Academic achievement of adolescents with chronic pain: the mediating role of sleep

Student thesis: Doctoral ThesisDoctorate in Educational, Child and Adolescent Psychology


Objective: To explore academic achievement among adolescents with chronic pain (CP) compared to their peers and how this relationship may be mediated by secondary influencing factors such as difficulties with sleep.

Methods: A secondary analysis was conducted across a population of adolescents with CP (n = 856) and their peers without chronic pain (NCP; n = 3093) from the Avon Longitudinal Study of Parents and Children (ALSPAC) in the UK who attended a research clinic at 17 years. Chi-square, t-test, regression, and mediation analyses were performed to explore the relationship between CP and academic achievement measures, pathway to higher education and educational qualifications. Analyses also explored descriptive information about the CP group compared to peers which are contextually important to the school experience, including pain characteristics, mental health difficulties, bullying, and substance use.

Results: A logistic regression revealed a relationship between CP and reporting a pathway to higher education after key variables were accounted for, although its predictive power was marginal and sensitive to the measure of academic achievement. Further analyses identified a moderate indirect effect of CP on reporting a pathway to higher education when mediated by sleep. Adolescents with CP were also found to be at risk across a range of measures including mental health difficulties, bullying, and substance misuse.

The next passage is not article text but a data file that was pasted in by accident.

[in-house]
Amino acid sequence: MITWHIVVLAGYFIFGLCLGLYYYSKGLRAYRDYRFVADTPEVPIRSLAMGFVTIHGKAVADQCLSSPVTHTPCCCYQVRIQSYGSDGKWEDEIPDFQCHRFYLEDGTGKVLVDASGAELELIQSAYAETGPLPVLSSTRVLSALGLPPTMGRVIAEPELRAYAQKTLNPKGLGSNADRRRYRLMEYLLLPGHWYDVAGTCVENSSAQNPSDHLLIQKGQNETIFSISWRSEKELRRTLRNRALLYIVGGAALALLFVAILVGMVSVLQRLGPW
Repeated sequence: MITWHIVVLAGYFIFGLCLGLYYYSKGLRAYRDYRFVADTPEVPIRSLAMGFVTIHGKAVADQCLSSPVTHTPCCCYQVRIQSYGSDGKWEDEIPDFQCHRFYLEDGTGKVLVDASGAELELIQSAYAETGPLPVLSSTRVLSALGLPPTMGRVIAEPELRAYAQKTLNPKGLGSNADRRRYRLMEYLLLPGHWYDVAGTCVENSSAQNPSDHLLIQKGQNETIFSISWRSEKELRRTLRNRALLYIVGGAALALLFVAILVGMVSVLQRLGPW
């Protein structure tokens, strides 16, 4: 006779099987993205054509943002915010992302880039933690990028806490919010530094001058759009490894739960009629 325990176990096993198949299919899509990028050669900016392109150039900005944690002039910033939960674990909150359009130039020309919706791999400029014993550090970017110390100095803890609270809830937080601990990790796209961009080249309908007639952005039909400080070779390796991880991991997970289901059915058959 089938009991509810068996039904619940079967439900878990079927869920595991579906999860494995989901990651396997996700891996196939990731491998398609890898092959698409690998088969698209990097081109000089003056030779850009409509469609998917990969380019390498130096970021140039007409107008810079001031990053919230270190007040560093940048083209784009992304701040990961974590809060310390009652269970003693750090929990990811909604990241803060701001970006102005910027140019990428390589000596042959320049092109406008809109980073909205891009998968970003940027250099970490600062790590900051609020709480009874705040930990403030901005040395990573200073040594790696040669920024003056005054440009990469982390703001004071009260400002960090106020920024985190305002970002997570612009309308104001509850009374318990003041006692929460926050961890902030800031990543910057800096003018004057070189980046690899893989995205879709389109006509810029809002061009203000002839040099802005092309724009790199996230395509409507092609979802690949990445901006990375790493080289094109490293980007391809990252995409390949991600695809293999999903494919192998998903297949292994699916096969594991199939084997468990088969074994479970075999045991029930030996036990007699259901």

Conclusions: The limited predictive relationship between CP and academic achievement potentially indicates enhanced skills that the CP group may utilise in maintaining a developmental trajectory at school, or external factors such as support from their caregivers or school. The complex inter-relationship between sleep and CP is also an important consideration for adolescents with CP to achieve academically. Recommendations are provided for professionals working with adolescents with CP in an educational context.

Thesis is embargoed until 31 December 2024.

Date of AwardDec 2023
Original languageEnglish
Awarding Institution
  • Queen's University Belfast
SponsorsDepartment of Education Northern Ireland
SupervisorAnthea Percy (Supervisor) & Agnieszka Graham (Supervisor)


  • Chronic pain
  • academic achievement
  • sleep
  • adolescents
  • school

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